This reminds me of Alnwick.  Though not an official book town, its second-hand bookshop is one of the biggest in the UK and is housed in a beautiful old railway station.  Charity shops have benefited from the bookish visitors and there are several that are dedicated solely to reading material.  On our trip to Northumberland in 2016, I bought enough titles to provide at least six months of Karen-reading-time. 

The Diary is immensely readable and made entertaining by Bythell's wry observations of staff and customers.  It is an insight into the richness of the book trade and the sad decline of expertise in the face of Amazonian competition. It has made  me value my "library" even more and, you never know, my many signed copies gained from multiple literary festivals may one day make the children some money!

Inspired, I have booked tickets for the Oxford Literary Festival later in the year. One talk is entirely focused on research for a fiction project, (my tutor would be very proud), and the others are authors I love.  A great sideshoot of literature is friendship. Talking about books provides common ground and it is often easier to broach a difficult topic if you have previously read something about it. I am very excited to be going to the Kazuo Ishiguro lecture with a school friend whom I have haven't seen for over a decade.  We spent most of our secondary school being the well-behaved, hard-working ones in the middle row.  I spent five years trying to match her in tests and failing to do so! That our reunion is to be at a literary festival seems perfectly appropriate.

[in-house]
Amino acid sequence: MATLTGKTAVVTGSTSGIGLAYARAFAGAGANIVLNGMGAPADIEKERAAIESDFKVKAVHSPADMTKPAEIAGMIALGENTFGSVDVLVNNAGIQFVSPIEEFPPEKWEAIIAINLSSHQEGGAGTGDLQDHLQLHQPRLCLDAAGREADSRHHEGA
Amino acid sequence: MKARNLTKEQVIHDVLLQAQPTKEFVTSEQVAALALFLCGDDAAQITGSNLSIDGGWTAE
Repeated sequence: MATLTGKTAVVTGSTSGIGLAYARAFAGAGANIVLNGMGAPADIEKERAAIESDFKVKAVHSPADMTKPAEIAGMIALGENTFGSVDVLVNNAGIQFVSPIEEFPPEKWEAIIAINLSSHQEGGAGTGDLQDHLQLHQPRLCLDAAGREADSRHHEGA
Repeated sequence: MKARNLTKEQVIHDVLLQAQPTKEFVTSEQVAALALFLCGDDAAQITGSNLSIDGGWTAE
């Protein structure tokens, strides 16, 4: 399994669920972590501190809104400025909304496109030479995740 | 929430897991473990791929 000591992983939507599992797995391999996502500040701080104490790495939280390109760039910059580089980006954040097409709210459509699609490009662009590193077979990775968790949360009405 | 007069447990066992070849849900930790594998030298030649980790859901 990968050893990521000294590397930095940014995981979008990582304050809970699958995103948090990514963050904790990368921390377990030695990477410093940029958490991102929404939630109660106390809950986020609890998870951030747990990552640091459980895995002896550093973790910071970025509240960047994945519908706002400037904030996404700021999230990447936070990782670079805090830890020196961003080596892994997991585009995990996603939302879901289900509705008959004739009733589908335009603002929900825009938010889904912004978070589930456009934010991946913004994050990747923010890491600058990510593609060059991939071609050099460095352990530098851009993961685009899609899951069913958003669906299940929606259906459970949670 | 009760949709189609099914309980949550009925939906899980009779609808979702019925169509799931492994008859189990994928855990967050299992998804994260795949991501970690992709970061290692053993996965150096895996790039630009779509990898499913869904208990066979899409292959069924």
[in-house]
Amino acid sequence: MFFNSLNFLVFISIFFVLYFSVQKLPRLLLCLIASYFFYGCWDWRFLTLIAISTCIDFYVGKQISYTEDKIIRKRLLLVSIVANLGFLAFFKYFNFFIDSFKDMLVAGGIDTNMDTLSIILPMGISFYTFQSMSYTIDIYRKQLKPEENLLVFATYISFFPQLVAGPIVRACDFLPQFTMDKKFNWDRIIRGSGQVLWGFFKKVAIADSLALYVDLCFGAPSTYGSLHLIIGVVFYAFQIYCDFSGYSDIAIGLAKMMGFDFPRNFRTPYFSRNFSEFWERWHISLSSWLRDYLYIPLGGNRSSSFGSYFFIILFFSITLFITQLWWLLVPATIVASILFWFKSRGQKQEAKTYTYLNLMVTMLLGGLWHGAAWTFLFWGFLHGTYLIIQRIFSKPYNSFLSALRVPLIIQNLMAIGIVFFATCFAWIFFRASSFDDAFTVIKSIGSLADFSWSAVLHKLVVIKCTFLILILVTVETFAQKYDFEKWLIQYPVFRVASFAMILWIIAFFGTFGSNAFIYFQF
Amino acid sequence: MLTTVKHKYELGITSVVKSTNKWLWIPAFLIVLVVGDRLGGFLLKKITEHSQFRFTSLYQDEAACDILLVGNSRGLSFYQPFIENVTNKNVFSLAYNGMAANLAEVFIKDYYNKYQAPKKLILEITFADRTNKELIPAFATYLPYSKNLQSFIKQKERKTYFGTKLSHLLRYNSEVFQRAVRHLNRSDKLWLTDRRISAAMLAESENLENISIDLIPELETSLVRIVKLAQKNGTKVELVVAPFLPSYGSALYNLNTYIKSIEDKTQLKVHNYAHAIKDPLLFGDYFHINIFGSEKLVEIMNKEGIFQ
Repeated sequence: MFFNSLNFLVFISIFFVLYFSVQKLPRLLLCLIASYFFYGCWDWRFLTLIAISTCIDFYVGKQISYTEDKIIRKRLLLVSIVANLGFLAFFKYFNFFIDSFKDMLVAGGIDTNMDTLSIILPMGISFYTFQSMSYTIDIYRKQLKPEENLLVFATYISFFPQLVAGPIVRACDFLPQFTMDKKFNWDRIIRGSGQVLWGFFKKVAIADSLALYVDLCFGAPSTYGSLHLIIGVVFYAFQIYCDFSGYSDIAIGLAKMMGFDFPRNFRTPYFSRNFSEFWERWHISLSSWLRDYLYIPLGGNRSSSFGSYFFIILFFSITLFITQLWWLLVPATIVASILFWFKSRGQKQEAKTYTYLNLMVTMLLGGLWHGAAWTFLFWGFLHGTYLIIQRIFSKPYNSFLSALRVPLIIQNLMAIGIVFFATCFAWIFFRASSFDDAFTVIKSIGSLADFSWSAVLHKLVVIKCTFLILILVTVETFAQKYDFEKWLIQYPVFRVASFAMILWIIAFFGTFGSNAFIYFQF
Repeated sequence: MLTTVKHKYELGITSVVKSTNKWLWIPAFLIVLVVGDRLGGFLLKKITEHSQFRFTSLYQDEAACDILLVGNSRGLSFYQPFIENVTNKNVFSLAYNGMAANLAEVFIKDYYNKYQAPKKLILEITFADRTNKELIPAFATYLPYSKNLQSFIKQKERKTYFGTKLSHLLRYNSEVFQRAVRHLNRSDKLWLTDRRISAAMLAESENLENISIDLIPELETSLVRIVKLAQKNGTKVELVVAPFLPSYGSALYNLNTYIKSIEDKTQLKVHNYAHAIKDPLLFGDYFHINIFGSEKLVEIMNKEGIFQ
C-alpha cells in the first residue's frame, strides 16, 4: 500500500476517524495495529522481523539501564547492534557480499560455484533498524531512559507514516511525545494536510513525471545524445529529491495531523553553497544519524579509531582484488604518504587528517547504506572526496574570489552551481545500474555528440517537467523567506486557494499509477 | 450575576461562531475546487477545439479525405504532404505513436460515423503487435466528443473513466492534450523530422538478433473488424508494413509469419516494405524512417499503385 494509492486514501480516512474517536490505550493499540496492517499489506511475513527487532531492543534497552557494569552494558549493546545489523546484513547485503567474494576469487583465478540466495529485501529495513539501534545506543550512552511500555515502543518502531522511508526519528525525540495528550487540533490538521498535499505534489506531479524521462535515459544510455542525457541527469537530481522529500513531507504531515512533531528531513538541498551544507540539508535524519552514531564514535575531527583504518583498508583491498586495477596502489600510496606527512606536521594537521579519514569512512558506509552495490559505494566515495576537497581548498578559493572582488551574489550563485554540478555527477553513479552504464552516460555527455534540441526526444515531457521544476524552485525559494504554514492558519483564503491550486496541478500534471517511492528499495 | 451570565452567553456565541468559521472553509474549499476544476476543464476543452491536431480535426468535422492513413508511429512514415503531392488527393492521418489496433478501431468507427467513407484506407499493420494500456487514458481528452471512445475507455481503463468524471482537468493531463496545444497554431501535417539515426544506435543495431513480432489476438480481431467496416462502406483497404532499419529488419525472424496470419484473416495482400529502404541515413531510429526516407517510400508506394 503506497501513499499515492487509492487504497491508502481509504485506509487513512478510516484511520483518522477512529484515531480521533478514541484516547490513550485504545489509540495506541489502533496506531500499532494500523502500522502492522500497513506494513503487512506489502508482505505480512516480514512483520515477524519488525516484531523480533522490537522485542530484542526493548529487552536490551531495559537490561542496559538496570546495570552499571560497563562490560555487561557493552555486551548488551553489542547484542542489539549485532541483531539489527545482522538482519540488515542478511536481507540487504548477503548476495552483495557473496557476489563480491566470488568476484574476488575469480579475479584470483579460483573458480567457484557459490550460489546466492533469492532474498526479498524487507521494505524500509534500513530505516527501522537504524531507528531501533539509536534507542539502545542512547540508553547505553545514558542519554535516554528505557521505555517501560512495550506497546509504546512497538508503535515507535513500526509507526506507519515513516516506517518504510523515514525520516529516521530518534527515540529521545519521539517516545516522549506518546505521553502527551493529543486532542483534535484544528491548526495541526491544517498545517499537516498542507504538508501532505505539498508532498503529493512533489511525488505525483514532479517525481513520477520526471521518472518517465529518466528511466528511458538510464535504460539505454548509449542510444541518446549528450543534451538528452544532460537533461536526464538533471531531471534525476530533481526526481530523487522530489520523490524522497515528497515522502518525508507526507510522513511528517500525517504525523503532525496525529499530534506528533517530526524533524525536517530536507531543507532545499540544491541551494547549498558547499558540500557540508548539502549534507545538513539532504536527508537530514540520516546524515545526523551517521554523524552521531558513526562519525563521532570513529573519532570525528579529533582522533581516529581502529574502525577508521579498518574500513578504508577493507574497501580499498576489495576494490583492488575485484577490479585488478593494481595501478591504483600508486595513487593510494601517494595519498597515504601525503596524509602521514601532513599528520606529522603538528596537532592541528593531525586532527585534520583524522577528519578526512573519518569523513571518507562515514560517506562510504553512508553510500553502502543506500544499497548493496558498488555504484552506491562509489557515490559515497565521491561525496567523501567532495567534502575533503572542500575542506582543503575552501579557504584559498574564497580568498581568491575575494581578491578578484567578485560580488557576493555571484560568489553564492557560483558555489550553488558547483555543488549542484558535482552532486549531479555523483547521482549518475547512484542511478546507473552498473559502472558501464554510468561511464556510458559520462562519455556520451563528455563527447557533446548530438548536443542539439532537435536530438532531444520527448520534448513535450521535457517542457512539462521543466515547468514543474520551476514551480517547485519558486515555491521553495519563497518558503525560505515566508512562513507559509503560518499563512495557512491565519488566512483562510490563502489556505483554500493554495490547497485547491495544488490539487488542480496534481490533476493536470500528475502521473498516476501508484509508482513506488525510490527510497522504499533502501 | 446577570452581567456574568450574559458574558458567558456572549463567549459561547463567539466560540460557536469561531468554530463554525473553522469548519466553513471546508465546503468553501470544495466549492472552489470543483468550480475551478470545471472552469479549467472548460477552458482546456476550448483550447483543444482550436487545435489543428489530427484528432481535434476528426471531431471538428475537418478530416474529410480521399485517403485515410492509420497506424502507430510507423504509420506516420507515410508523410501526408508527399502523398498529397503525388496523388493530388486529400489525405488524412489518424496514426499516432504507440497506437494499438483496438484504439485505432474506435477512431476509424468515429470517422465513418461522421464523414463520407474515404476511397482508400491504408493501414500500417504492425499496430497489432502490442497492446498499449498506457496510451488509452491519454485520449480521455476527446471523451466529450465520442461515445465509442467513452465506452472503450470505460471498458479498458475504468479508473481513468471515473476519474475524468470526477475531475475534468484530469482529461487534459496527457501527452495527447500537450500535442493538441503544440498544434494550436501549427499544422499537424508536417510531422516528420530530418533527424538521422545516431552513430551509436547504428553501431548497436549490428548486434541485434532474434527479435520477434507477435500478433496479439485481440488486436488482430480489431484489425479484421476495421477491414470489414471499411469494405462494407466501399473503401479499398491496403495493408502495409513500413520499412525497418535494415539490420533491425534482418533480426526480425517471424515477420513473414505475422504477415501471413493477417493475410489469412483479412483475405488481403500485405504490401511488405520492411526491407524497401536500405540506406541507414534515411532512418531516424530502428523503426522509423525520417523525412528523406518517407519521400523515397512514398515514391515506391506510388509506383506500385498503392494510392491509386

And for those of you who want to follow the uni reading list that I can't write about for fear of plagiarism, these are the January and early Feb reads:
  • HhHh, Laurent Binet 
  • The White Castle, Orhan Pamuk 
  • The Name of the Rose, Umberto Eco
  • Alias Grace, Margaret Atwood
  • A Mercy, Toni Morrison
  • Wolf Hall, Hilary Mantel
Regular readers will realise that not reviewing these is hard for me!  Of the above, I unreservedly recommend Alias Grace and HhHh. I also enjoyed A Mercy and Wolf Hall, but would give a miss to The Name of the Rose and The White Castle!

My next non-uni read is likely to be Orwell's Burmese Days or Forster's A Passage to India or possibly a bit of Kipling... And yes, you might spot another area of research in those title choices!



Before I leave the February blogpost, I am going to dedicate it to my dear friend, Stella who passed away early this month. A graduate in 1949, she was a pioneer for women's education and she certainly encouraged and inspired me. I will always be grateful for her affection.

            Dec 1927 - Feb 2019